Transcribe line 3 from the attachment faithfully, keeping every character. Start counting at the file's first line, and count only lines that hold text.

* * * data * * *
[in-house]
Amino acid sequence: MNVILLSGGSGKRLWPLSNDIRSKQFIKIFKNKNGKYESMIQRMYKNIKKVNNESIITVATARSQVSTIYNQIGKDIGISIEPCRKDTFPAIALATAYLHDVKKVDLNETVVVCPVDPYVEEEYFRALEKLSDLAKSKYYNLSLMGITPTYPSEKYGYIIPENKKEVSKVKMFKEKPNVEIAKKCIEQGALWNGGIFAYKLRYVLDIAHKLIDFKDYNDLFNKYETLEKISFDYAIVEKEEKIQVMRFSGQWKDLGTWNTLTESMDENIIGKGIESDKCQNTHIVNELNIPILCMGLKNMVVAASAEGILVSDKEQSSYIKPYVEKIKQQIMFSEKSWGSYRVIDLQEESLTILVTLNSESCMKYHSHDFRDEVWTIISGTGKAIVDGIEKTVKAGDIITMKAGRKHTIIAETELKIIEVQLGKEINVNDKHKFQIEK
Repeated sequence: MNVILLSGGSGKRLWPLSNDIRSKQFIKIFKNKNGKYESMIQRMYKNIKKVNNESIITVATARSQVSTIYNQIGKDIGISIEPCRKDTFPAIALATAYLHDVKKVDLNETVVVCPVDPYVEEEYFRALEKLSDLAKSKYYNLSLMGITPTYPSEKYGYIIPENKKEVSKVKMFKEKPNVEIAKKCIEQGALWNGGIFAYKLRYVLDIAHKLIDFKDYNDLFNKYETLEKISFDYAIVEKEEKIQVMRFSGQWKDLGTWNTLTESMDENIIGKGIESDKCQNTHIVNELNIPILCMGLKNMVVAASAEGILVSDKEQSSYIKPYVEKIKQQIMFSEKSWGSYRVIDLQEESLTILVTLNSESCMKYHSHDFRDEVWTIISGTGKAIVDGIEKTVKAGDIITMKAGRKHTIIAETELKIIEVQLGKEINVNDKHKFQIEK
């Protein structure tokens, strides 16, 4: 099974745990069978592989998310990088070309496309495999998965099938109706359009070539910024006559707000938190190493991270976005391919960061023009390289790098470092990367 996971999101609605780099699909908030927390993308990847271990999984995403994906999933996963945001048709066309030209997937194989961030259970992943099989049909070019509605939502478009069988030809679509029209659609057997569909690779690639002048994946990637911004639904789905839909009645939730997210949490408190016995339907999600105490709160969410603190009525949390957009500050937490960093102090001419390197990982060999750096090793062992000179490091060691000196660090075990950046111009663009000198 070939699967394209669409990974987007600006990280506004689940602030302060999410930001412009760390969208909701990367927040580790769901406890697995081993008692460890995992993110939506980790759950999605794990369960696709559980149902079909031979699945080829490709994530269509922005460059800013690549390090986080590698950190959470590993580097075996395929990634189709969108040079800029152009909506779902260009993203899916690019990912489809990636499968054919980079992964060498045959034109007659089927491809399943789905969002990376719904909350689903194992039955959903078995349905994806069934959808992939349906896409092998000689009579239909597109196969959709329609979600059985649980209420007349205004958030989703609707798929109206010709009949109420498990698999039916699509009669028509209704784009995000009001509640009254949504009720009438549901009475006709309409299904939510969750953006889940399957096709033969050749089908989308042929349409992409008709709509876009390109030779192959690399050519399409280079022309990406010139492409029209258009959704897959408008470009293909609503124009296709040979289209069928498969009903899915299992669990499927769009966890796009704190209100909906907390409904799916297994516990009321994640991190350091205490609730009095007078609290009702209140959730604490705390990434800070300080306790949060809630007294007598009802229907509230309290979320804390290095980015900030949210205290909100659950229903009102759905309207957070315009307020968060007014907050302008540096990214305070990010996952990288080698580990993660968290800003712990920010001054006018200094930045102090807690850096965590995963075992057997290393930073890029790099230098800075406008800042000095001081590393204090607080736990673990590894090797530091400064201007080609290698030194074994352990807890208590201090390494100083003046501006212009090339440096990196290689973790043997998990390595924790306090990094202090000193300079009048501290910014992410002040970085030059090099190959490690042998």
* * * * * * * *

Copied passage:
Repeated sequence: MNVILLSGGSGKRLWPLSNDIRSKQFIKIFKNKNGKYESMIQRMYKNIKKVNNESIITVATARSQVSTIYNQIGKDIGISIEPCRKDTFPAIALATAYLHDVKKVDLNETVVVCPVDPYVEEEYFRALEKLSDLAKSKYYNLSLMGITPTYPSEKYGYIIPENKKEVSKVKMFKEKPNVEIAKKCIEQGALWNGGIFAYKLRYVLDIAHKLIDFKDYNDLFNKYETLEKISFDYAIVEKEEKIQVMRFSGQWKDLGTWNTLTESMDENIIGKGIESDKCQNTHIVNELNIPILCMGLKNMVVAASAEGILVSDKEQSSYIKPYVEKIKQQIMFSEKSWGSYRVIDLQEESLTILVTLNSESCMKYHSHDFRDEVWTIISGTGKAIVDGIEKTVKAGDIITMKAGRKHTIIAETELKIIEVQLGKEINVNDKHKFQIEK